Duh! How not to manage mobile phone security
If ever there was a perfect storm around Mobile Device Management, the BBC’s political editor Nick Robinson, could safely be said to have been at its apex this week. The well known British journalist lost his mobile phone whilst off duty watching a football match at Manchester United. Ordinarily this would have been a mere inconvenience, but when your phone contains the mobile contact details for most of the Cabinet, including the Prime Minister, it’s more than just an ouch of embarrassment! The BBC have not given further details about whether it was their corporate issued device, or Nick Robinson’s personal mobile. No.10 are treating it as a “serious security breach” and it is being investigated also by the Information Commissioner. Whatever the case, the BBC’s security governance policy should cover all devices for those staff who carry sensitive data of any nature, in which case they could have shrugged it off lightly with a mere remote lock and wipe.

Telemetics uptake in Transportation offers better security and customer service
The drive for logistics operators to make their business uber competitive, with ever economic solutions, cost-savings and service-led delivery has just got a step closer with the increased adoption of telematics for the industry. Longstanding operators and one of the first pilot customers, Logistik in XXL use the TC eMap® software with an integrated tracking function and software from telematics provider Daimler FleetBoard to which it is linked and which helps make the process transparent. MD for Logistik in XXL Volker Asche, comments: “Our dispatchers are able to determine the whereabouts of the goods in real time, optimally plan routes and inform customers about the location of the cargo. Via Daimler FleetBoard’s connection to TimoCom’s freight and vehicle exchange, the whole fleet is displayed on only one screen making complicated switching between different apps a thing of the past. In addition, protracted telephone calls with drivers are spared without limiting the information flow”. This ability to locate the vehicles automatically on the exchange adds to customer trust with the increase in offering of security measures, all of which emphasises the importance of effective mobile device management across logistics organisations to safeguard their door to door service.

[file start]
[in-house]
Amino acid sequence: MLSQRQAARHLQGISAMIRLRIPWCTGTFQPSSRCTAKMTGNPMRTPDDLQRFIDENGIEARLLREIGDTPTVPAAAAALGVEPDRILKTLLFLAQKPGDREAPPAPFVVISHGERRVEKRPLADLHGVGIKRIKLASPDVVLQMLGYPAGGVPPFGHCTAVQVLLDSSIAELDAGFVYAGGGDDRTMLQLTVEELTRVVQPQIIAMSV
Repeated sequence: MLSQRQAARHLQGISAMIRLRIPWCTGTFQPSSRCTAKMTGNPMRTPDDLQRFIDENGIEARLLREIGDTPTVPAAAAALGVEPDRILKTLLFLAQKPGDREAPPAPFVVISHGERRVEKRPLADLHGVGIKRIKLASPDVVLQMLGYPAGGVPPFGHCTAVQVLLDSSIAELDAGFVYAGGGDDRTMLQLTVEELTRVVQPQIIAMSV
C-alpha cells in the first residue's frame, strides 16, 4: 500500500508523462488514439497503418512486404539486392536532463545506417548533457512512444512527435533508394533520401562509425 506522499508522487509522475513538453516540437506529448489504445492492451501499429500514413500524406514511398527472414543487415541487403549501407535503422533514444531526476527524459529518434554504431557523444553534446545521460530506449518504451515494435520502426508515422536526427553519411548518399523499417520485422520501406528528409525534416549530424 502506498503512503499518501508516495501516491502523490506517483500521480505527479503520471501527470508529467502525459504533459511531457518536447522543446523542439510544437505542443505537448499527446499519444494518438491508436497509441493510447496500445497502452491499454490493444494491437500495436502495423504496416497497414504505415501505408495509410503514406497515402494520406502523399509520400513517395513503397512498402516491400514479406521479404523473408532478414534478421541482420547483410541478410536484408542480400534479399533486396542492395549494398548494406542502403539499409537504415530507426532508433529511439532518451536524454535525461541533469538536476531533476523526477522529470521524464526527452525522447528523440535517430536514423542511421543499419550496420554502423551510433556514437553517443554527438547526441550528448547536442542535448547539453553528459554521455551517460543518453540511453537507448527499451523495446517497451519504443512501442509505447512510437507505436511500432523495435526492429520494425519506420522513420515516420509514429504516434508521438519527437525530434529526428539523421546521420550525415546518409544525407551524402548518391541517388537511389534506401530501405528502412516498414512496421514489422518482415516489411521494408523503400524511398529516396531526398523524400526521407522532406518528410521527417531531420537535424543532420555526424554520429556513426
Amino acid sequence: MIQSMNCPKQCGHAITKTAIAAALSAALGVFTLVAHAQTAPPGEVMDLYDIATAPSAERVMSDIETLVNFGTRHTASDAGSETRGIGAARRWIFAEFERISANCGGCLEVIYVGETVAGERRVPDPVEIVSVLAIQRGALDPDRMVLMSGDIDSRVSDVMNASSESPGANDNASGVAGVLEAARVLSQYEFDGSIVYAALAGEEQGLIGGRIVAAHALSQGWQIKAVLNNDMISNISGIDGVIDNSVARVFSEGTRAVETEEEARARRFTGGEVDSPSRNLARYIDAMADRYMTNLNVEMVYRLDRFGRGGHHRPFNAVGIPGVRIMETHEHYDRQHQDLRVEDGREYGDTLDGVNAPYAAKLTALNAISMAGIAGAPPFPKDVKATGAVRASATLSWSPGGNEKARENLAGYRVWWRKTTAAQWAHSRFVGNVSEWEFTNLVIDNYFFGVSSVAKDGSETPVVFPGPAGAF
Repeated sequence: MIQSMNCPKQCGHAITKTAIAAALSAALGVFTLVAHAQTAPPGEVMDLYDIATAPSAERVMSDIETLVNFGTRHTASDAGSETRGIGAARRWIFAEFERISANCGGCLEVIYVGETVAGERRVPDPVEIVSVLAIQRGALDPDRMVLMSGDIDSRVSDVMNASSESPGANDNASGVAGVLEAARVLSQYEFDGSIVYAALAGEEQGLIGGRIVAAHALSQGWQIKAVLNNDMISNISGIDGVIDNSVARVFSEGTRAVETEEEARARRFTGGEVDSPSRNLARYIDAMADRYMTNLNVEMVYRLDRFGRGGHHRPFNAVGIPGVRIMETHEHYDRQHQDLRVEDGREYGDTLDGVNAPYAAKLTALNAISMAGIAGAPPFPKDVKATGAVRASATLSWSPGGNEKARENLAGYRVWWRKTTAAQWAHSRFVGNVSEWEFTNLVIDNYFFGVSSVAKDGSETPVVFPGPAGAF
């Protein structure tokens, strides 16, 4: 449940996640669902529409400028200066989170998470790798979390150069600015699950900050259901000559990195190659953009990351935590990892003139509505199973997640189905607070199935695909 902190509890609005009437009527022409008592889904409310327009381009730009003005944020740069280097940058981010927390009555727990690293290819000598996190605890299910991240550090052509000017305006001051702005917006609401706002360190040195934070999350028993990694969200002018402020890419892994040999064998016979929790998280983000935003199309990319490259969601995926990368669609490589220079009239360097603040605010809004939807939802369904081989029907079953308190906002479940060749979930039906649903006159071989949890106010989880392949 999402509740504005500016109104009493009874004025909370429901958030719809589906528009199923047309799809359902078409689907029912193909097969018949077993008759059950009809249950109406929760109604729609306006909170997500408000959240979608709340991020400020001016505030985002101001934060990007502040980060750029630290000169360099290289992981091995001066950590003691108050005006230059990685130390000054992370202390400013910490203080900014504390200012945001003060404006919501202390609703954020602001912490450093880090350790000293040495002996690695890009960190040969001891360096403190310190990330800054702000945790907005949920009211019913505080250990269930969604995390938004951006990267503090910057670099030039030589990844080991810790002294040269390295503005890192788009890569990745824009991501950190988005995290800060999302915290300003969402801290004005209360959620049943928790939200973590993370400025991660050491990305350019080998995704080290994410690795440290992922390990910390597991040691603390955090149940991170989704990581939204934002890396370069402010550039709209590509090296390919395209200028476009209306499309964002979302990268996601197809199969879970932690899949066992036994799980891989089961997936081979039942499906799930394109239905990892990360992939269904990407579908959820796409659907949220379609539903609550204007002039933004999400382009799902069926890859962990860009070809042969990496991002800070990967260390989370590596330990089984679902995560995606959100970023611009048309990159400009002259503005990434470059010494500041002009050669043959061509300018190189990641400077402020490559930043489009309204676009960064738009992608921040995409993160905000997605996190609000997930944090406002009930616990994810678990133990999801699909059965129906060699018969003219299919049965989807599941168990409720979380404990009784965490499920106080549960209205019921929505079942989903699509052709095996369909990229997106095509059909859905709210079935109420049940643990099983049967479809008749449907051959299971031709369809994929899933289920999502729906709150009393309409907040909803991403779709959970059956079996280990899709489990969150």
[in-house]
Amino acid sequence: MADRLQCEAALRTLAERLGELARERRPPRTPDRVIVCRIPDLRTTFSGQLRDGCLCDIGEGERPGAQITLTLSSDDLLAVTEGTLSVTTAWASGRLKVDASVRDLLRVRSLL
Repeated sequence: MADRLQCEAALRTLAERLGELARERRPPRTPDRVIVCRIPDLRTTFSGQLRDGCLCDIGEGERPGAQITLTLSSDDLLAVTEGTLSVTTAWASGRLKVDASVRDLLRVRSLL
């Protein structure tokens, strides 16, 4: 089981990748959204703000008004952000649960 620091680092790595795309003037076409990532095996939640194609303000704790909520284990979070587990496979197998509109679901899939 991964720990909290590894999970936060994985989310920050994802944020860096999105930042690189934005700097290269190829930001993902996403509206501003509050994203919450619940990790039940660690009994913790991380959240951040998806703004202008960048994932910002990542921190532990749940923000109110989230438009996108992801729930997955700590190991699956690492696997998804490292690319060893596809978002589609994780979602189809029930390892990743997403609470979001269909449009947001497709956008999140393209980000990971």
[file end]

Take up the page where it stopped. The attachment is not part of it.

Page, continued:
More job cuts at HP bring count to 50,000 under Whitman
Hewlett-Packard’s second quarter results are out, and the picture is not pretty. Off the back of this HP announced another 10,000 to 16,000 job cuts are imminent. This brings the total of layoffs since Meg Whitman became CEO to a staggering 50,000. Besides this unpleasant news Meg Whitman said that the HP turnaround remains “on track” during an earning call, we also learned that the turnaround is now at its midpoint. The job cuts are primarily coming from HP’s services, an area they have struggled in recent years. The long-term turnaround is based on less reliance on low-end PCs and increased sales of high-end servers. Which of course makes a lot of sense on paper, but is a lot easier said than done. At this point it is uncertain how well the HP turnaround will go in the long-term and hopefully we have seen the last of the job cuts from HP for a long time.